GPS tracking addresses the hot issue of sex offenders and sexual predators being loose in the community. According to the Bureau of Justice, there are 4.8 million probation and parole offenders living in U.S. communities, many of whom are sex offenders. In the wake of Megan's Law in 1996 and recent events such as the 2005 Jessica Lunsford incident in Florida, more than 30 states have either enacted legislation or have laws pending requiring certain offenders to wear some form of tracking technology.
Simply registering sex offenders is inadequate. There is a growing and disturbing trend in which sex offenders evade Megan's Law community notification systems simply by moving and not reporting their new address. New Jersey authorities recently reported they don't know the whereabouts of approximately 300 New Jersey registered sex offenders. This was one of the principal reasons New Jersey is now in the midst of a two-year pilot program designed to monitor the state's most dangerous sexual predators with the aid of satellite tracking. The program will ultimately include more than 200 of the most dangerous sex offenders.
Some states, such as New York, are attempting to model their laws after Florida, which has the toughest child-sex law in the nation. Florida imposes harsher penalties on child molesters and requires many of those released from prison to wear satellite tracking devices for the rest of their lives.
GPS tracking technology has found its way offshore as well. In 2004, the British Home Office established three pilot programs to examine the efficacy of satellite tracking of offenders.
Under legislation that became law in September 2004, magistrates in local courts now can sentence offenders to a new community order — an Exclusion Order — and require them to wear an electronic monitoring device which can be tracked by GPS. Offenders also can be required to wear the device as a condition of their release from prison.
Many UK offenders are already subject to electronic monitoring requirements, whether they have been sentenced to a curfew order or released from prison on Home Detention Curfew. A device or "tag" ensures offenders must submit to curfew restrictions by remaining within the property at which their monitoring equipment has been installed.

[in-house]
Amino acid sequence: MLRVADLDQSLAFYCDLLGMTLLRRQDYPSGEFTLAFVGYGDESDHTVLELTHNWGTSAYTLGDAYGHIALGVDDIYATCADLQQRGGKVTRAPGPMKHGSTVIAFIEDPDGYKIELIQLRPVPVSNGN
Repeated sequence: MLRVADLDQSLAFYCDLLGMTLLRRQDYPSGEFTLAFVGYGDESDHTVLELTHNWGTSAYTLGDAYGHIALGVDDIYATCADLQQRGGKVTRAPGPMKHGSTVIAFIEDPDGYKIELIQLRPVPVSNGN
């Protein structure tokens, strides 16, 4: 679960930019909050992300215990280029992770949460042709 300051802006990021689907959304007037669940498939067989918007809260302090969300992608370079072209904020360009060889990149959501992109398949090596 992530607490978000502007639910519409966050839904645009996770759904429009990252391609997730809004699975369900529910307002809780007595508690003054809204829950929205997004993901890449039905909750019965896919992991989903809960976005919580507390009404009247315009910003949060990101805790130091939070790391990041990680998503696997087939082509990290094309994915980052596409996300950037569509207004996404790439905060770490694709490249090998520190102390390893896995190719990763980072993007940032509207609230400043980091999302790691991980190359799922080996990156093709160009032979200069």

"Satellite tracking is an additional safeguard as it will provide information on an offender's whereabouts, wherever they are, day or night," says Assistant Chief Officer Nigel Byford of West Midlands Probation Area. "It also will allow for the electronic enforcement of exclusion zones, areas the offender is not allowed to enter at any time."
The British pilots were designed to evaluate how tracking can best be deployed and what sorts of offenders are best suited for tracking.
"The tests also will give us the opportunity to further develop fast and effective responses to incidents involving high-risk offenders," Byford says.
On the right track
Satellite tracking comes with several key benefits, not the least of which is the deterrent it provides against repeat offending. It also offers a higher level of protection to the public by ensuring a subject does not enter prescribed areas such as an elementary school or victim's neighborhood without enforcement agencies being notified immediately. Law enforcement and probation agencies have near real-time intelligence about a subject's movements, allowing them to intervene rapidly if restrictions are violated.
GPS tracking systems also work in favor of offenders, assisting rehabilitation by ensuring the subject's family life and work can continue with minimal disruption. Effective surveillance is gained without restricting movement to a crippling degree.